Basics of Mumps!

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It’s time for a mumps outbreak! Here is a basic primer on the very basic basics.

How do you get mumps? 

  • Respiratory secretions, that guy sitting next to you on the airplane with the huge parotid gland and just sneeze in your eye. Not good.

Incubation period

  • How long does this need to cook before mumps is ready for full star spangled disease manifestation? Somewhere between 2-3 weeks.

Presentation

  • The classic presentation is a swollen parotid gland. Usually it’s both, but in a quarter of patients, it’s unilateral parotitis, which can make things tricky when you’re wondering if this patient has acute bacterial parotitis, or mumps. The other salivary glands can swell as well, but much less commonly than the parotid.
  • All this salivary swelling business may be preceded by a few days of viral syndrome fever , headache, body aches, feeling crappy.  Patients feel bad for a few days, the parotids swell, stay swollen for anywhere from 2  to 10 days. There may, however, be no parotid swelling as well, just a viral syndrome and nothing else (there may also be no symptoms).

The other issues with mumps

Orchitis. Can be one testicle, can be  both testicles. Females can also have reproductive organ involvements- less than 1% with oophoritis and a similar rate for mastitis. Non reprotrducgei or salivary gland involvement include aseptic meningitis and pancreatitis.

But wait, I can’t get mumps, I’ve been vaccinated. 

  • Unfortunately that’s not 100% protective and sadly, immunity can wane.

Treatment

  • There is no specific treatment, just supportive care.

Your job 

  • Your job now is to keep it from spreading. In the hospital, droplet precautions. Mumps is most infectious from 2 days before the parotid swelling to at least 5 days after. Hard to quarantine when there’s no parotid swelling, but once it starts, 5 days of no school, no work, and separated from family members (not always possible).

Testing

  • We’re getting these recommendations from the health department to collect samples from almost every body fluid, but isn’t blood enough? It turns out that it is not. Serum IGM, which you’d expect to see in an acute infection, may be falsely negative, especially in someone who has been vaccinated. Many different tissues are infected in mumps, so to really figure out if it’s mumps or not, we’ve been advised to get serum, urine, and buccal swabs. By the time the results come back, your patient will probably be finished with quarantine, but from a public health angle, you’re a hero.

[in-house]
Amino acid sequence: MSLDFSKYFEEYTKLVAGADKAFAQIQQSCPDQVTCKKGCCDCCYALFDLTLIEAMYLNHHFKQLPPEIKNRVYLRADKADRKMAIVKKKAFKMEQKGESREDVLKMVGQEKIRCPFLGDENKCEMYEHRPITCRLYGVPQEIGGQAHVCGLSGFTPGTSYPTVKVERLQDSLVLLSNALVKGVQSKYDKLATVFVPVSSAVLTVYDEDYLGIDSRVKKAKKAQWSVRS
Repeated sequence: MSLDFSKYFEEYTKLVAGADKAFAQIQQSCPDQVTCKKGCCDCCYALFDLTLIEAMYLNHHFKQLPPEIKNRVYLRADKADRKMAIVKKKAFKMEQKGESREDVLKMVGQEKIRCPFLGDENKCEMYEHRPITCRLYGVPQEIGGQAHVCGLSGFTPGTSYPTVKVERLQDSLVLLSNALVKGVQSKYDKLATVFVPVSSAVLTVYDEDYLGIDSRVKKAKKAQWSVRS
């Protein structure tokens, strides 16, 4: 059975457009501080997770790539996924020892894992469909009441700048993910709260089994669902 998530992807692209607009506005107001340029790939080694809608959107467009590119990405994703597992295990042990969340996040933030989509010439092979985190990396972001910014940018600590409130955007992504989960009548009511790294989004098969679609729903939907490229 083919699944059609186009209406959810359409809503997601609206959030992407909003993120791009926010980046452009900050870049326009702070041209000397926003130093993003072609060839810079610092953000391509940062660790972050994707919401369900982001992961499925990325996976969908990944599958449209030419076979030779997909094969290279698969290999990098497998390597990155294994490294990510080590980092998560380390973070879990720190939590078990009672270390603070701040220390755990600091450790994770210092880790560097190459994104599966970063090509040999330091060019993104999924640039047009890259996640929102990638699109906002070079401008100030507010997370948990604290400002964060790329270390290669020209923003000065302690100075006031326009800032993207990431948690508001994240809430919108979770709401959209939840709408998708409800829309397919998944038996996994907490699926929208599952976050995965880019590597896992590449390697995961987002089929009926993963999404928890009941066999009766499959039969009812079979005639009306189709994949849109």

Testing advanced level 

  • In unvaccinated patients, IgM is present by day 5 post onset of symptoms. In a vaccinated person, there might not be any IgM and it could have a very quick spike and disappearance. When you get that IgM mumps test back negative 3 weeks after you’ve seen the patient,  just know that that doesn’t mean they don’t or didn’t have mumps.
  • Why buccal swabs? This tests for the mumps virus itself and is very good in the early stage of infection, especially in someone who has had vaccination, which is hopefully everybody, but it’s not.
  • Why urine testing? Not as sensitive as buccal testing in early infection but currently recommended in our region. I’m guessing to cast as wide a net as possible.

Call the health department

  • Initiate patient tracking, contact tracking, and have a public health expert take over with following up on test results etc.

Bottom Line

  • If you see a patient with parotid swelling and there has been a viral prodrome, or perhaps there’s been a mumps outbreak – think mumps. If you have high suspicion, immediately  initiate droplet precautions, collect samples, call the health department, quarantine (at home) and if possible separate from family for 5 days following onset of parotid swelling. Sometimes that last part is not possible, but have them do their best.

Links

  • Specimen Collection (what to order, exact way to collect it). Link
  • Oregon Public Health Mumps Review (mumps overview). Link
  • Oregon Public Health Mumps Main Page (investigative guidelines, case report form). Link
  • CDC Mumps Pinkbook Review (mumps overview) Link
  • CDC Mumps mainpage Link
  • CDC Current Mumps Outbreaks Link
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